Belgrade B2 Theatre review: Frankenstein
Frankenstein, Belgrade B2, Coventry, to Oct 12. The story is not exactly unfamiliar, so an initial reaction to a new stage production might well be ‘why bother?’
But what makes Rona Munro’s adaptation different and worthwhile is its placing of the author, Mary Shelley, at the heart of the action, as she struggles with the horror of her creation and its implications. Shelley is a spirited teenager in the drama, filled with burning indignation at man’s misuse of power and knowledge (and she does mean man’s!), repelled by the literal nightmare which spawned her hellish vision, yet also wilful in the pleasure she allows herself in dealing death and destruction. As such, in Eilidh Loan’s excellent performance, she is very much a 21st century construct. The teenage wife of the poet Shelley is hard to detect, and for some, this lack of historic context might be a problem, but theatrically it works. She is well-supported by the other six cast members, four of whom play multiple roles, while stand-out performances are given by Ben Castle-Gibb as Victor Frankenstein, and Michael Moreland as the Monster.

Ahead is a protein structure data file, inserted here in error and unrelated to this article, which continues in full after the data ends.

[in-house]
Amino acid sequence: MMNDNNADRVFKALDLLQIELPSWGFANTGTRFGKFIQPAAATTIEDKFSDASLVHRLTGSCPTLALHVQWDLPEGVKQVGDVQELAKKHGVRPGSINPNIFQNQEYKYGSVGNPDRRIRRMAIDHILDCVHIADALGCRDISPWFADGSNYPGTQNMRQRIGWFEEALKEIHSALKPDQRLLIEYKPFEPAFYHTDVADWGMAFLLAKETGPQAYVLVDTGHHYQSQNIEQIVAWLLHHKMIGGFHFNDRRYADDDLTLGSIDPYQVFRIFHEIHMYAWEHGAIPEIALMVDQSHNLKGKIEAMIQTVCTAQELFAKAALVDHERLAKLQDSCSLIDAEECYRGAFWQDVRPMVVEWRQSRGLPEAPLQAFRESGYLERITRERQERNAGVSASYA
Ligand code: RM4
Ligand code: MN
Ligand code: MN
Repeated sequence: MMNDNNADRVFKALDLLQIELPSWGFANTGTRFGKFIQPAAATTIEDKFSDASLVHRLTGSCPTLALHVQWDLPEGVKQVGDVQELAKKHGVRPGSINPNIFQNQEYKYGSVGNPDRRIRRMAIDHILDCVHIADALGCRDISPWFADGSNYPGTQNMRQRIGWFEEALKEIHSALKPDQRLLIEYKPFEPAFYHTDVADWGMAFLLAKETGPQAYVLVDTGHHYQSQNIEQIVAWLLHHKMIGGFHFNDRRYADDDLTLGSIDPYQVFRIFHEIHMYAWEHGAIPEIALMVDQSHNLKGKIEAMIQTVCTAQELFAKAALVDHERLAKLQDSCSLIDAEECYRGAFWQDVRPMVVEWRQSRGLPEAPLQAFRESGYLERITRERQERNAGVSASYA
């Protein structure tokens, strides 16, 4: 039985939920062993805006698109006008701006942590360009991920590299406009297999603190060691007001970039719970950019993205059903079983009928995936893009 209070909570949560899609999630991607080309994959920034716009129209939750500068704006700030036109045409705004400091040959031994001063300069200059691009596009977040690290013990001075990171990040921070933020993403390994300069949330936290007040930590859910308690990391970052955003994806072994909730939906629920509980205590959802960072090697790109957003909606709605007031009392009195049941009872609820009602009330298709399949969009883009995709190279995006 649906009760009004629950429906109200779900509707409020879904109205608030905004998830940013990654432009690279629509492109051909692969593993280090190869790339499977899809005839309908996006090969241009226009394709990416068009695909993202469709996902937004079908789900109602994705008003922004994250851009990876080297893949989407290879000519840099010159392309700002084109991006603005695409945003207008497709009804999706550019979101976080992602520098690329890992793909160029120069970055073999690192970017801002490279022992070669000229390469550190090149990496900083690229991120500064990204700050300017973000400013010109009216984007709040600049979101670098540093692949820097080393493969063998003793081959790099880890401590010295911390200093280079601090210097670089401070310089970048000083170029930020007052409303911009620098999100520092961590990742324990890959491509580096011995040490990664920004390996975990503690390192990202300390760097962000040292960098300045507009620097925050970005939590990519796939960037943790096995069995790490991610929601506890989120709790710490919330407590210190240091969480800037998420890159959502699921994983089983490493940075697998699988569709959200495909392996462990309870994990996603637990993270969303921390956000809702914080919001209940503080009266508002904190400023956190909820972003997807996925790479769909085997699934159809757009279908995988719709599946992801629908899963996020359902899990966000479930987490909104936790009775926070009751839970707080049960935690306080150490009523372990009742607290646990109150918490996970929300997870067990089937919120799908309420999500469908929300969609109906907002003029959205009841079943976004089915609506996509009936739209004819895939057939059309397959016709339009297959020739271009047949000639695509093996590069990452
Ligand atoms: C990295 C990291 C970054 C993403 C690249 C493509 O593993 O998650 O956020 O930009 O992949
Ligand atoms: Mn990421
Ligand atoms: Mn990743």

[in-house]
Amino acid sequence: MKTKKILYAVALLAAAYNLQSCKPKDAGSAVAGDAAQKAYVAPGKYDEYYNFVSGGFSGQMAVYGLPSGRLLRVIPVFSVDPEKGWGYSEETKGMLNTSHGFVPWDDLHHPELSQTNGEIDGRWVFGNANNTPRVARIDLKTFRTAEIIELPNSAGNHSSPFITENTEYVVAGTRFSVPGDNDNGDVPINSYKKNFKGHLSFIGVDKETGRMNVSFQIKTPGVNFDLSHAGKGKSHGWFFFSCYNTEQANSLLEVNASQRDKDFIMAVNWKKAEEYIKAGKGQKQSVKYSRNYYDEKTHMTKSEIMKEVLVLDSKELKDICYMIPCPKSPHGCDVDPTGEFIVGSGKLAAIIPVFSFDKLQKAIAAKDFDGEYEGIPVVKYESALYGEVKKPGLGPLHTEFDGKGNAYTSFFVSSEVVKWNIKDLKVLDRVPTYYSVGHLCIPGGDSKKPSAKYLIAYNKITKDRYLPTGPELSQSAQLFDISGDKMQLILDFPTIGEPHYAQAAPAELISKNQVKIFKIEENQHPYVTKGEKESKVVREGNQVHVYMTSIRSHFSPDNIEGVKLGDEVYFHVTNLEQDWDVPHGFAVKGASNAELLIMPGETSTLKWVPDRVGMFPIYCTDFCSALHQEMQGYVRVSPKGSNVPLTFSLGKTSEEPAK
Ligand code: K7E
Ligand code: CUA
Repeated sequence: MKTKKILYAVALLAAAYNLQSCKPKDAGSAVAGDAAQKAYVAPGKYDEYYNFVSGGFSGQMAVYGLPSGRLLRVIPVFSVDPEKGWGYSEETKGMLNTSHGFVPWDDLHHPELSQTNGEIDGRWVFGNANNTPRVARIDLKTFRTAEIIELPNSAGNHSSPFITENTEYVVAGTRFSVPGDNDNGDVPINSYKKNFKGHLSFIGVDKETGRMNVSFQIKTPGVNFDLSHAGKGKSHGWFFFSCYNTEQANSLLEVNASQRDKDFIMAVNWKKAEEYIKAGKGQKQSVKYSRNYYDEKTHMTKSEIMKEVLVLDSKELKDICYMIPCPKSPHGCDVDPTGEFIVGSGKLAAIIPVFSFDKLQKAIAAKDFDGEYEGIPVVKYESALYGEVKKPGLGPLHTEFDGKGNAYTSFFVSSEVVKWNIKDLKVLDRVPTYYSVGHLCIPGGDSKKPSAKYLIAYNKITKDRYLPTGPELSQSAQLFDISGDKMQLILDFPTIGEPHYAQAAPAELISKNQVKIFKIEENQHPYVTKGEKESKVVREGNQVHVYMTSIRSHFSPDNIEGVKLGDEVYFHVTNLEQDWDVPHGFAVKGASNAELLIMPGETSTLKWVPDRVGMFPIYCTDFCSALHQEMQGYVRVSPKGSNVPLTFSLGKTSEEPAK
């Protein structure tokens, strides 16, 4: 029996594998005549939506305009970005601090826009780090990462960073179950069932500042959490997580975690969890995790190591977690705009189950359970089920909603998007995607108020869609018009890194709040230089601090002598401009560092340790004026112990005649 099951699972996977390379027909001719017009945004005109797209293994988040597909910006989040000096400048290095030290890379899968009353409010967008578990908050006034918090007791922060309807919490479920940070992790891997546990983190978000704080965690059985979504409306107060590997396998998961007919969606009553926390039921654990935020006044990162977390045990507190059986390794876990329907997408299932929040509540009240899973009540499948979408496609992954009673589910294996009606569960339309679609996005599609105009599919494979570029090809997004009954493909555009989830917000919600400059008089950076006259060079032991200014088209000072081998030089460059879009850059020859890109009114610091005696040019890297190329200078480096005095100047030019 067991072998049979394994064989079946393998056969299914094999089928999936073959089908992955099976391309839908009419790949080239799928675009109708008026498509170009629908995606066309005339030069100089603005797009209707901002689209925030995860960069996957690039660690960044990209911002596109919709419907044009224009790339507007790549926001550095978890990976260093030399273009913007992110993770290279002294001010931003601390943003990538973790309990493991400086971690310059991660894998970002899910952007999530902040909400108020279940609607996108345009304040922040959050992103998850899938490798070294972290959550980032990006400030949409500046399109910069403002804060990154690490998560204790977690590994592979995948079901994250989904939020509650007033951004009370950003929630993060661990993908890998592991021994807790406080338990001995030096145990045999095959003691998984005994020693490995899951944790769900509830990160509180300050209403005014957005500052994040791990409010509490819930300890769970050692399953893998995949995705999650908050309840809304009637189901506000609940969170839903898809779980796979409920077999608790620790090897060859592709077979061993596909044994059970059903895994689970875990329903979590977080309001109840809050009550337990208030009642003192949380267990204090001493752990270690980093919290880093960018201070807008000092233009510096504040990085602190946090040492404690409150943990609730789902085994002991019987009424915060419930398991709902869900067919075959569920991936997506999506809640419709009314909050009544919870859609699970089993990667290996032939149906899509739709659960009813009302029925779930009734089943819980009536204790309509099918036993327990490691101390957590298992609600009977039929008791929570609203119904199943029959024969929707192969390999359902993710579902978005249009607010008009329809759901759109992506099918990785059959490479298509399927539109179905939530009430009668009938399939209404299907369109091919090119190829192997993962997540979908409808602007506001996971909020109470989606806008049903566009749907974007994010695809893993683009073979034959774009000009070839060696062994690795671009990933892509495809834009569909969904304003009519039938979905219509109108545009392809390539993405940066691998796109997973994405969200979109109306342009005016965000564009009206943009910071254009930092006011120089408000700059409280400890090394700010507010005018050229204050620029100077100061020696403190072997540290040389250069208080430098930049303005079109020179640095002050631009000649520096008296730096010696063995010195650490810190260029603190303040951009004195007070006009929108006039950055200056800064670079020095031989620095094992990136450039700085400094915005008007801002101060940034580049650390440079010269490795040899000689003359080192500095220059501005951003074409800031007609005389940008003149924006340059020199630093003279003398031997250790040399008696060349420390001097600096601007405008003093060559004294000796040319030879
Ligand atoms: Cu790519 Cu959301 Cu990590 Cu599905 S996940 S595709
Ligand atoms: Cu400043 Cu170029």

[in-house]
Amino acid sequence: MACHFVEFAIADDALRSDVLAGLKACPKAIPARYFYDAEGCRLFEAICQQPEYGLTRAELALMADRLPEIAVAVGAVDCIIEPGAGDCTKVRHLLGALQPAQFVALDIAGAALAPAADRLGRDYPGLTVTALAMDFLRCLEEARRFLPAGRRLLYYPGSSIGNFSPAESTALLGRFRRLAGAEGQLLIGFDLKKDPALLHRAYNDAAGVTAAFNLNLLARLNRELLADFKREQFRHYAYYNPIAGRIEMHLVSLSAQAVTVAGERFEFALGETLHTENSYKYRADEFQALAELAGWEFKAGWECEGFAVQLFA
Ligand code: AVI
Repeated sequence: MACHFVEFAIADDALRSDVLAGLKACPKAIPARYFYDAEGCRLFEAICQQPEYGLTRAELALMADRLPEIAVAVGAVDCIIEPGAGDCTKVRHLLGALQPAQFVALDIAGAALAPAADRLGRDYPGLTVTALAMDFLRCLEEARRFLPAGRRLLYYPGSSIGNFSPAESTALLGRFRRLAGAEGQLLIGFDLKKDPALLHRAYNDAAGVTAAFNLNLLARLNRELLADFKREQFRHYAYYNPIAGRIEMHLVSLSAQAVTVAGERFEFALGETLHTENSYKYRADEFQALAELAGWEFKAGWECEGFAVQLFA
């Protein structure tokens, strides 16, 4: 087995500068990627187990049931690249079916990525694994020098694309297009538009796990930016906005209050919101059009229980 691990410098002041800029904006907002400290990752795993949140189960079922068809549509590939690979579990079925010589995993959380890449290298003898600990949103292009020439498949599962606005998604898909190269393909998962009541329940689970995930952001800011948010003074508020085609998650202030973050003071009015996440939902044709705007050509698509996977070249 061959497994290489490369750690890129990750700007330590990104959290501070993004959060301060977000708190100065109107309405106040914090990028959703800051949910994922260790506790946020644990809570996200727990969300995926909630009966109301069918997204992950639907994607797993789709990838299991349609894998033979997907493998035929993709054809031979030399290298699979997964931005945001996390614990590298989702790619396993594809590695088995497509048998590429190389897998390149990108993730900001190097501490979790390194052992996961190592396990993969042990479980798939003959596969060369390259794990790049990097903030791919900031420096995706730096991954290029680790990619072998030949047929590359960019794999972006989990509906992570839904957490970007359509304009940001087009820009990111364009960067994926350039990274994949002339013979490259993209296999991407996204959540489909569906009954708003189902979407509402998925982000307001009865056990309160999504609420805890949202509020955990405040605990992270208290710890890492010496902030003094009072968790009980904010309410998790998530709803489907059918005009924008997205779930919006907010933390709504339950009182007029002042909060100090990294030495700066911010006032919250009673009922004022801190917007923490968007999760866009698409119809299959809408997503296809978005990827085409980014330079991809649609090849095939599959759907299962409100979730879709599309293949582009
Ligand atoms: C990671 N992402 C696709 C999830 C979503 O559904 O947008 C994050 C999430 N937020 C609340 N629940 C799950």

It’s a strength of this production that it doesn’t attempt reproduce cinematic versions of Frankenstein’s creation. Rather, Michael Moreland gives a performance of great flesh and blood physicality, which makes the superhuman powers Shelley bestows on the Monster credible. The creatives on this production do a fine job. Few B2 productions that I can recall have been as elaborate, and it felt unusual not to have audience members on either side of a thrust stage. This staging is conventional, and features elegantly designed, silvery-white building frontages with steel balconies and stark bare trees, sturdy enough to allow the actors to nimbly access the higher levels. So don’t think ‘why bother?’ This is worth a look. For tickets, call 02476 553055 or email firstname.lastname@example.org